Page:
By Will Boogert
Riding Tulsa Transit buses is a relatively inexpensive mode of transportation—if you can catch one.
The root of the problem is the amount of time between stops that a bus makes at a given stop. According to timetables on tulsatransit.org, a bus heading towards downtown will stop at 11th and Harvard once every 45 minutes during the week and at intervals of an hour and a half on Saturdays. So if you miss your 7:12 ride to work in the morning, you’ll have to wait until 7:57 for the next bus to come by.
The center of Tulsa’s bus system, the Denver Avenue station downtown, was the first and only stop on our writers’ bus journey through Tulsa. Faced with the decision between going home without seeing Tulsa and waiting hours for a bus, our writers opted to call it a day and not experience any more of Tulsa’s unwieldy transit system.
That is assuming, of course, that the bus comes at all. TU senior Maria Castaneda takes the bus to work regularly. But when she waited for it Friday morning, it never showed up. “Most of the time, the buses are running late based on the schedule that is provided online,” she said. “There are not many routes and normally you have to take an extremely long route to get somewhere that is close if you drive there.” She called it “overall a bad experience, where it takes two hours roughly to get somewhere.”
The writers of this article tried to catch a bus at a stop that was supposed to be at 15th and Evanston on Friday afternoon. We did find a stop there, but it was for a different route going in the opposite direction. After 20 minutes of waiting in the freezing weather for a bus that never came, we decided to give up.
This failure could be chalked up to user error in gathering information from the website, because it was no easy task to find out when and where a bus would be stopping. Many of the website’s links are dead, including the “Scheduler” and the “Tulsa Transit Trip Planner.”
However, there is a live bus tracker that shows the location of every bus in the city (and a mobile app with the same information), and this was the most useful part of the website for us. One can access a PDF with all of the stop times and locations for each route using this tracker.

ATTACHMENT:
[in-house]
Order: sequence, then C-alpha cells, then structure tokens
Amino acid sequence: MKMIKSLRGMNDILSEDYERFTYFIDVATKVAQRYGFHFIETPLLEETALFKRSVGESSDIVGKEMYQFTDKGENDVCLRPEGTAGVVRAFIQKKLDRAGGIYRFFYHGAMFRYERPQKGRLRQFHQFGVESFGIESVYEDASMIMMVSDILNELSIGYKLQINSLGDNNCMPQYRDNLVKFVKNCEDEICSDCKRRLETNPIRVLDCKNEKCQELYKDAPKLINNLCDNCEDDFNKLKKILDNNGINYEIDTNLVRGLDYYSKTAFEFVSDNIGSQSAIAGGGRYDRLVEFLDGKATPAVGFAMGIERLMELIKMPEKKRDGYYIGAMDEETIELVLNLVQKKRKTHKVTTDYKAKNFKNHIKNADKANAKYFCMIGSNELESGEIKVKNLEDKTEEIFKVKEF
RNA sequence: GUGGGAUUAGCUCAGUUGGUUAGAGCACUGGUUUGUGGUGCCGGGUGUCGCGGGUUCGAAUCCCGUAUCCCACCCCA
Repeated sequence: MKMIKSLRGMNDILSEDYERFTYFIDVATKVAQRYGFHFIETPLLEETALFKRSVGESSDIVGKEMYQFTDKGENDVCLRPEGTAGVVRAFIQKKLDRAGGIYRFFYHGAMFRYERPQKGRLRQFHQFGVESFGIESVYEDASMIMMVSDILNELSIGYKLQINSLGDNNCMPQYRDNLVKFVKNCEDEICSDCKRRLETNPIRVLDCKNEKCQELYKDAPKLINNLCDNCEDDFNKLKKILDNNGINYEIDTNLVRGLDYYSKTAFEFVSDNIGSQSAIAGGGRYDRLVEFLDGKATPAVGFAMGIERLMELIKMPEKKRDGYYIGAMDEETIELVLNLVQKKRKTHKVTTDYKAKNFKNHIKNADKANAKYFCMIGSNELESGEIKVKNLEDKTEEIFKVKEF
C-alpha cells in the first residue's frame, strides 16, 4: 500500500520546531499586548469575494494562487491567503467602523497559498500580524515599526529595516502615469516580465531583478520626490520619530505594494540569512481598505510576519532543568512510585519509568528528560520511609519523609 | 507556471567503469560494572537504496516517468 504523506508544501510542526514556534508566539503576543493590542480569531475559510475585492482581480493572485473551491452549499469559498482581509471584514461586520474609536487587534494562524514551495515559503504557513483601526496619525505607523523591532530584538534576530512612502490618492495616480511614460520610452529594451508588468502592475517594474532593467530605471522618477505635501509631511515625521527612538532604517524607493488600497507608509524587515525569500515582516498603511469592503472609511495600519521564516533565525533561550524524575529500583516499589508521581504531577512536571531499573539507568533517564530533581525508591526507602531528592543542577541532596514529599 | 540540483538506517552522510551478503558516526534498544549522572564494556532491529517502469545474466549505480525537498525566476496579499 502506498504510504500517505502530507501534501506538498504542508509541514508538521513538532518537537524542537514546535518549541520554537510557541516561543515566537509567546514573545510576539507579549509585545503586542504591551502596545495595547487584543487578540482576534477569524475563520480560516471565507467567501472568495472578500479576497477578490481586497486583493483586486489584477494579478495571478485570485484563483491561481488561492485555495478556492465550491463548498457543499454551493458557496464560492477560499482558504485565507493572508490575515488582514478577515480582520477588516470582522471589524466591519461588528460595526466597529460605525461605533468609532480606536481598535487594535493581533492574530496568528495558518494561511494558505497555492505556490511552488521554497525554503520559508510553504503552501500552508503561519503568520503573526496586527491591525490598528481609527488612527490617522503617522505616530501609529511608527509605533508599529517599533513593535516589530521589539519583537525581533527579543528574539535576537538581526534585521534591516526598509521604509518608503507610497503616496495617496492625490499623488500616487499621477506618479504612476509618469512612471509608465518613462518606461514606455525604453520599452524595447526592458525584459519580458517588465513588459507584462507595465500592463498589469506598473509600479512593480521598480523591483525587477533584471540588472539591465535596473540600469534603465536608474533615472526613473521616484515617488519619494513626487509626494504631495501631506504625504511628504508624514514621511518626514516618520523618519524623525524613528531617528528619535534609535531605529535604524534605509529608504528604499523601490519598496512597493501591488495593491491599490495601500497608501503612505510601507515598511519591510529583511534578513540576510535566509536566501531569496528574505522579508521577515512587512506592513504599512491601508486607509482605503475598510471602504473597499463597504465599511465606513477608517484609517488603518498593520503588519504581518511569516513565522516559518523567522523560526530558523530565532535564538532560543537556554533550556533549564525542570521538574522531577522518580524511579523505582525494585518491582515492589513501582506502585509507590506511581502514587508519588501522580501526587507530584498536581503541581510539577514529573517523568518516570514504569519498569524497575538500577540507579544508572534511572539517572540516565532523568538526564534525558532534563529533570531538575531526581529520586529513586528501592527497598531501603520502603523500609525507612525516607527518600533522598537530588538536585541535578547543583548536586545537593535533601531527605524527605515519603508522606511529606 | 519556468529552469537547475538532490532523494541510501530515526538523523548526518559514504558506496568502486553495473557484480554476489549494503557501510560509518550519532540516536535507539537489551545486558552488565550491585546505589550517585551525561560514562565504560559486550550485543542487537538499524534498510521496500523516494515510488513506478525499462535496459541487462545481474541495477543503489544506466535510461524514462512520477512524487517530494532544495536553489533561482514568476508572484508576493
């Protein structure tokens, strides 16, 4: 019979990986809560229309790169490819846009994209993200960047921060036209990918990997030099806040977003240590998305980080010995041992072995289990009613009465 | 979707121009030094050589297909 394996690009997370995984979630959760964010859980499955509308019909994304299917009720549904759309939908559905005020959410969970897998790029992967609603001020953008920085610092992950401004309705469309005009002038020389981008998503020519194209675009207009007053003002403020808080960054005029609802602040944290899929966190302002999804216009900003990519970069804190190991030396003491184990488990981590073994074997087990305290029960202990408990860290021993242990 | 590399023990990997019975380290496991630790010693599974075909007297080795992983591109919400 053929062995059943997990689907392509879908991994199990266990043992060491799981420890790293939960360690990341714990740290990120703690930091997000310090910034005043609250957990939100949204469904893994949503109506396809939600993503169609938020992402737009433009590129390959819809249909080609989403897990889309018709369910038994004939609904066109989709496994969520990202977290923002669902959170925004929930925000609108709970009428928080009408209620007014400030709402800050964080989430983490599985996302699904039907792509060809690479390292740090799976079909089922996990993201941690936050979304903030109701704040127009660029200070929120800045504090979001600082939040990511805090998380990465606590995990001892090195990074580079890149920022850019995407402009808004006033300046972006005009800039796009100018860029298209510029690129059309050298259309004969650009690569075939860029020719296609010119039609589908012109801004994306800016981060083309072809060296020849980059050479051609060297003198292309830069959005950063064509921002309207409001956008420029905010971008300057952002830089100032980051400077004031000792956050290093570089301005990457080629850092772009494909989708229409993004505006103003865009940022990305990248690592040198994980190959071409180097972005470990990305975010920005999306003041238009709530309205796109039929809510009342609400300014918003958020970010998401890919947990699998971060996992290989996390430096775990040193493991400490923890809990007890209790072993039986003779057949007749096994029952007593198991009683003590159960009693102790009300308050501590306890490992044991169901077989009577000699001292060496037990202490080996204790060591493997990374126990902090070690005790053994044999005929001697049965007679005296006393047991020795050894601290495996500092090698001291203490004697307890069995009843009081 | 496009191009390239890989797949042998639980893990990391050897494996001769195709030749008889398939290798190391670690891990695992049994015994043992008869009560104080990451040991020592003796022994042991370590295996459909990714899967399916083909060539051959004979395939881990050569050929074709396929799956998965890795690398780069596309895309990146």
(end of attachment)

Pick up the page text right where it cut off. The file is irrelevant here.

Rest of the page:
We also learned that there is a 120-page “Traveler Schedule Book” available online. Additionally, you can purchase your own copy of the guide for only 50 cents on any city bus, given you can first successfully find a bus stop.
On Saturday afternoon, we decided to wait at the 11th and Harvard stop until a bus came. We were pleasantly surprised when one showed up after about ten minutes. After purchasing a day pass, we rode all the way to the main downtown station (located at 4th and Denver).
From there we wanted to catch a bus to the Tulsa Aquarium in Jenks, but the next bus wasn’t coming for another hour. We also realized that once at the Aquarium we would have to be there for exactly an hour and a half or exactly three hours to make the return trip.
We next wanted to see if we could get to Brookside or the Promenade Mall, but we faced a similarly long wait and the odd time constraints created by the long intervals between return trips.
Finally defeated, we caught a bus back up 15th Street and walked from
Harvard home to TU.
However, the bus system is simply not extensive enough to be a reliable or efficient method of transportation. A TU employee, who said that they had been riding the bus for the past 20 years, had a similar critique.
In their experience, Tulsa Transit serves as a “social service provided for the indigent,” members of work release programs and those with suspended driver’s licenses, as opposed to a public good for the average citizen to casually travel around town. They wished the buses came with more frequency, and that there was a more extensive bus service during the night.
In short, the Tulsa Transit bus system is a reliably unreliable transportation choice.